Magnetics Magnetic Force, H Intensity of inducedmagnetization, Ji Ji k · H Induced andremanentmagnetizationH Magnetic anomaly regional - residualJiJresJr
ElectromagneticsElectromagnetic methodsuse the response of theground to the propagationof incident alternatingelectromagnetic waves,made up of twoorthogonal vectorcomponents, an electricalintensity (E) and amagnetizing force (H) in aplane perpendicular tothe direction of travel
ElectromagneticsPrimary fieldTransmitterReceiverPrimary fieldSecondary fieldConductorElectromagnetic anomaly Primary Field – Secondary Field
Electromagnetics – Sea Bed LoggingSBL is a marine electromagnetic method that has the ability to map thesubsurface resistivity remotely from the seafloor.The basis of SBL is the use of a mobile horizontal electric dipole (HED) sourcetransmitting a low frequency electromagnetic signal and an array of seafloorelectric field receivers.A hydrocarbon filled reservoir will typically have high resistivity compared withshale and a water filled reservoirs.SBL therefore has the unique potential of distinguishing between ahydrocarbon filled and a water filled reservoir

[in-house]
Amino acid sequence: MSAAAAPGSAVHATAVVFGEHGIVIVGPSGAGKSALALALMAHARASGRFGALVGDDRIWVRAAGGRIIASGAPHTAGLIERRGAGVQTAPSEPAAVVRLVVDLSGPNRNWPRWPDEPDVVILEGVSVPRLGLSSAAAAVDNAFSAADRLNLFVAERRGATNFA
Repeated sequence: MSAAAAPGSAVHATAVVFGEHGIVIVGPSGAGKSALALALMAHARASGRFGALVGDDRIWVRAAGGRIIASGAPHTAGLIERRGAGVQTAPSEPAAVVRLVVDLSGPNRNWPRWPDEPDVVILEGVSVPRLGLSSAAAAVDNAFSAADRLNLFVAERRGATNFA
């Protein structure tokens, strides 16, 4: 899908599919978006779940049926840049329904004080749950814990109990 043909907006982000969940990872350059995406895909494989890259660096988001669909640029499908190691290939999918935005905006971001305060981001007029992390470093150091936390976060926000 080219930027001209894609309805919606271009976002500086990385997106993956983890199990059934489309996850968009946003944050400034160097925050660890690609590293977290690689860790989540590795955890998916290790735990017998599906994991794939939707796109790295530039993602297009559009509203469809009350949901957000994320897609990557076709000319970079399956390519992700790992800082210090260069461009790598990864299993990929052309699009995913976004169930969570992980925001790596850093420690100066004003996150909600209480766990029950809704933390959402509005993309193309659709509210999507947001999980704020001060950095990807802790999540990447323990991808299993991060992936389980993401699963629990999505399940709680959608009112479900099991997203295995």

Reflection SeismologyMarine multichannel seismic reflection data
Reflection SeismologyIncident rayAmplitude: A0Reflected rayAmplitude: A1Layer 1ρ1, v1Layer 2ρ2, v2ρ2, v2 ρ1, v1Acoustic Impedance: Z ρ·vReflection Coefficient: R A1/A0ρ 2 v2 ρ1v1 Z 2 Z1R ρ 2 v2 ρ1v1 Z 2 Z1Transmission Coefficient: T A2/A02 ρ1v1T ρ 2 v2 ρ1v1Transmitted rayAmplitude: A2-1 R 1R 0All incident energy transmitted (Z1 Z2)no reflectionR -1 or 1All incident energy reflectedstrong reflectionR 0Phase change (180 ) in reflected wave
Reflection Seismology Shotpoint interval 60seconds 25-120 receivers Sampling rate 4milliseconds Normal seismic lineca. 8 sTWT